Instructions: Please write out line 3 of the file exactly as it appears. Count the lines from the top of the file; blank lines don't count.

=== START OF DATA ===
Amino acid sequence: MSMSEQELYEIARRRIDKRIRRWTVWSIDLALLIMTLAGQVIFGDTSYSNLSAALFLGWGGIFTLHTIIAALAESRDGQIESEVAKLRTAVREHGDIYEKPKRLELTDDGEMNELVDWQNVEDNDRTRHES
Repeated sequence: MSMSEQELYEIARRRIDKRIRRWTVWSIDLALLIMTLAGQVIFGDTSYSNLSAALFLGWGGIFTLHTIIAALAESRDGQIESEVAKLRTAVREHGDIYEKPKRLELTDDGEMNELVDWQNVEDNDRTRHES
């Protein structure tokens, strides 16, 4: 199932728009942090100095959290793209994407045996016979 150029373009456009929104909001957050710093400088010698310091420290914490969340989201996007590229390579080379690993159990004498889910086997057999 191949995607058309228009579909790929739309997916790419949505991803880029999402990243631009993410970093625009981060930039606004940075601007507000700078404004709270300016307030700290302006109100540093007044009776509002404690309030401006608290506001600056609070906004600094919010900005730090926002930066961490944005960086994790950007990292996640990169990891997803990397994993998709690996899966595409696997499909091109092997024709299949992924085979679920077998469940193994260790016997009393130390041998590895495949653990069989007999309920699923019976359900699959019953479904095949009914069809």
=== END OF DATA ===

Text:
């Protein structure tokens, strides 16, 4: 199932728009942090100095959290793209994407045996016979 150029373009456009929104909001957050710093400088010698310091420290914490969340989201996007590229390579080379690993159990004498889910086997057999 191949995607058309228009579909790929739309997916790419949505991803880029999402990243631009993410970093625009981060930039606004940075601007507000700078404004709270300016307030700290302006109100540093007044009776509002404690309030401006608290506001600056609070906004600094919010900005730090926002930066961490944005960086994790950007990292996640990169990891997803990397994993998709690996899966595409696997499909091109092997024709299949992924085979679920077998469940193994260790016997009393130390041998590895495949653990069989007999309920699923019976359900699959019953479904095949009914069809």